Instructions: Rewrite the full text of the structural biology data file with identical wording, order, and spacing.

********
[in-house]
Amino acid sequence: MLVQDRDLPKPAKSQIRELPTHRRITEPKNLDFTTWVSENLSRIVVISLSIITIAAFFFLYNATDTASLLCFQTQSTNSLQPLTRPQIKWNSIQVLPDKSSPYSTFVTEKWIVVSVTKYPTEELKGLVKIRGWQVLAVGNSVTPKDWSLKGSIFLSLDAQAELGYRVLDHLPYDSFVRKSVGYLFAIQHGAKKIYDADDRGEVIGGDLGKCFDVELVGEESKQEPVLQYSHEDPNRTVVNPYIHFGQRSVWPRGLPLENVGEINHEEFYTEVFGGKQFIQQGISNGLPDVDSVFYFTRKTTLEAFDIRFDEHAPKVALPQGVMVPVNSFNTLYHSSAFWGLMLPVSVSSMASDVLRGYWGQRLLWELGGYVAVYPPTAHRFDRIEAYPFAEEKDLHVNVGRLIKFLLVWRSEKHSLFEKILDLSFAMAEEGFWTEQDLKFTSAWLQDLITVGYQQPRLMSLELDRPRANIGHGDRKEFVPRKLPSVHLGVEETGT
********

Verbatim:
[in-house]
Amino acid sequence: MLVQDRDLPKPAKSQIRELPTHRRITEPKNLDFTTWVSENLSRIVVISLSIITIAAFFFLYNATDTASLLCFQTQSTNSLQPLTRPQIKWNSIQVLPDKSSPYSTFVTEKWIVVSVTKYPTEELKGLVKIRGWQVLAVGNSVTPKDWSLKGSIFLSLDAQAELGYRVLDHLPYDSFVRKSVGYLFAIQHGAKKIYDADDRGEVIGGDLGKCFDVELVGEESKQEPVLQYSHEDPNRTVVNPYIHFGQRSVWPRGLPLENVGEINHEEFYTEVFGGKQFIQQGISNGLPDVDSVFYFTRKTTLEAFDIRFDEHAPKVALPQGVMVPVNSFNTLYHSSAFWGLMLPVSVSSMASDVLRGYWGQRLLWELGGYVAVYPPTAHRFDRIEAYPFAEEKDLHVNVGRLIKFLLVWRSEKHSLFEKILDLSFAMAEEGFWTEQDLKFTSAWLQDLITVGYQQPRLMSLELDRPRANIGHGDRKEFVPRKLPSVHLGVEETGT